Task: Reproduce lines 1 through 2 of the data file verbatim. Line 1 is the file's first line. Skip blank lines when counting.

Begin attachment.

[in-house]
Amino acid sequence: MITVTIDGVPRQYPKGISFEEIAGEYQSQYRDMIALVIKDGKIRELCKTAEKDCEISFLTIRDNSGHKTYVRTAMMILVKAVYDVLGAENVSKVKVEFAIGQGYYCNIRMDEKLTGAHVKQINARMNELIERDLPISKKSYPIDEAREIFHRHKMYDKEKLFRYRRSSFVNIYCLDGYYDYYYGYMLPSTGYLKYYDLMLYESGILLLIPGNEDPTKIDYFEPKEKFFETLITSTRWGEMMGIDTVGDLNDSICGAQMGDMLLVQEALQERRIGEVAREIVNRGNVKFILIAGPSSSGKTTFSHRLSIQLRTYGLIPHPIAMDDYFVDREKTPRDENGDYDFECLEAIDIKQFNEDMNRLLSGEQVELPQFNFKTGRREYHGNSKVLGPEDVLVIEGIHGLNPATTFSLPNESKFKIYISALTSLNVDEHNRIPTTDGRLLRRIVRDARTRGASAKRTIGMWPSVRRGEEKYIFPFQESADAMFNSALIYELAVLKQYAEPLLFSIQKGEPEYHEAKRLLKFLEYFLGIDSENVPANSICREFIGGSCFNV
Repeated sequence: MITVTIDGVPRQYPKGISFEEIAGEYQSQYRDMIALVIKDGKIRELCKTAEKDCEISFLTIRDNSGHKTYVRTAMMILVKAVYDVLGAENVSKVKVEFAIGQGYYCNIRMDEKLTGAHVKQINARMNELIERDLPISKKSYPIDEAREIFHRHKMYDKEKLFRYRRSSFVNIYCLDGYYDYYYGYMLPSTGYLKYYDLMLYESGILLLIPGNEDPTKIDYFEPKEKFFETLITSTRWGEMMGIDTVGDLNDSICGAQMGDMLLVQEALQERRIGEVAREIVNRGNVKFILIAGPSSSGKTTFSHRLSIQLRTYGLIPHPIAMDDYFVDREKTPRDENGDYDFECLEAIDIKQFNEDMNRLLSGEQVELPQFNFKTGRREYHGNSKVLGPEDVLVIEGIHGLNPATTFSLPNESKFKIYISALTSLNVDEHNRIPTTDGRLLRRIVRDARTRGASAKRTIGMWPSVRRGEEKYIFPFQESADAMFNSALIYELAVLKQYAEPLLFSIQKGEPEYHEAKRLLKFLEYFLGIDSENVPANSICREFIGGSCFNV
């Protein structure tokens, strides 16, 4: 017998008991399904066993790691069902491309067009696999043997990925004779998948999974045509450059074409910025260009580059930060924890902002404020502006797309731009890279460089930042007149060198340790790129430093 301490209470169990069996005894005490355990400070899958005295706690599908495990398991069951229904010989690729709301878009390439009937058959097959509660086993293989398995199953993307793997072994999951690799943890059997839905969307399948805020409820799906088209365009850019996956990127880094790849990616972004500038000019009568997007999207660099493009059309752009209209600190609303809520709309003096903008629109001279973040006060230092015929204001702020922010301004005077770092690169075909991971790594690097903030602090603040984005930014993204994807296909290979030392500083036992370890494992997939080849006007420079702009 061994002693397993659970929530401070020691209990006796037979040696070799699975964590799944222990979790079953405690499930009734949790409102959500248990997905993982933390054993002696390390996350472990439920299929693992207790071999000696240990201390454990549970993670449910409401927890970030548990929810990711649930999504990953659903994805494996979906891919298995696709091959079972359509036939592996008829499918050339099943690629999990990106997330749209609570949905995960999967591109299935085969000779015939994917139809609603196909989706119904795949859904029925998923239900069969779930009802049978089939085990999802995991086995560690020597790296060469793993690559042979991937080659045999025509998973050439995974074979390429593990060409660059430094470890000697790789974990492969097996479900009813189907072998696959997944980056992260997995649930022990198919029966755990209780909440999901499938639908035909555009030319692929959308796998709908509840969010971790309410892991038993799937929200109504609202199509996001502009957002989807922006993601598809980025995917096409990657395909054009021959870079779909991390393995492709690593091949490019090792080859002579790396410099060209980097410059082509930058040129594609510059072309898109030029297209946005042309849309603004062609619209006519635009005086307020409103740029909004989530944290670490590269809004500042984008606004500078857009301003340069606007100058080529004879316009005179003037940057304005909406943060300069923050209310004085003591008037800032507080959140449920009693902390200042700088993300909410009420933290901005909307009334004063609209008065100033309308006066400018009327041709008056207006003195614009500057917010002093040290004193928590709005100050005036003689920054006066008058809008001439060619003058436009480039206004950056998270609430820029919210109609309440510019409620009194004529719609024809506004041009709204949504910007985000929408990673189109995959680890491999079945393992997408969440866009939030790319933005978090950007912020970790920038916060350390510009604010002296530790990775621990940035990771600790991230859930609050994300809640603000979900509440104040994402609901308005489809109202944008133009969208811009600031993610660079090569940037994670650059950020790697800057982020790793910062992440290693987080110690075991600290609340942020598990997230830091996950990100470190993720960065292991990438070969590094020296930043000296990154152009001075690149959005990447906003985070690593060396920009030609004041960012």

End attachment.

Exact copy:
[in-house]
Amino acid sequence: MITVTIDGVPRQYPKGISFEEIAGEYQSQYRDMIALVIKDGKIRELCKTAEKDCEISFLTIRDNSGHKTYVRTAMMILVKAVYDVLGAENVSKVKVEFAIGQGYYCNIRMDEKLTGAHVKQINARMNELIERDLPISKKSYPIDEAREIFHRHKMYDKEKLFRYRRSSFVNIYCLDGYYDYYYGYMLPSTGYLKYYDLMLYESGILLLIPGNEDPTKIDYFEPKEKFFETLITSTRWGEMMGIDTVGDLNDSICGAQMGDMLLVQEALQERRIGEVAREIVNRGNVKFILIAGPSSSGKTTFSHRLSIQLRTYGLIPHPIAMDDYFVDREKTPRDENGDYDFECLEAIDIKQFNEDMNRLLSGEQVELPQFNFKTGRREYHGNSKVLGPEDVLVIEGIHGLNPATTFSLPNESKFKIYISALTSLNVDEHNRIPTTDGRLLRRIVRDARTRGASAKRTIGMWPSVRRGEEKYIFPFQESADAMFNSALIYELAVLKQYAEPLLFSIQKGEPEYHEAKRLLKFLEYFLGIDSENVPANSICREFIGGSCFNV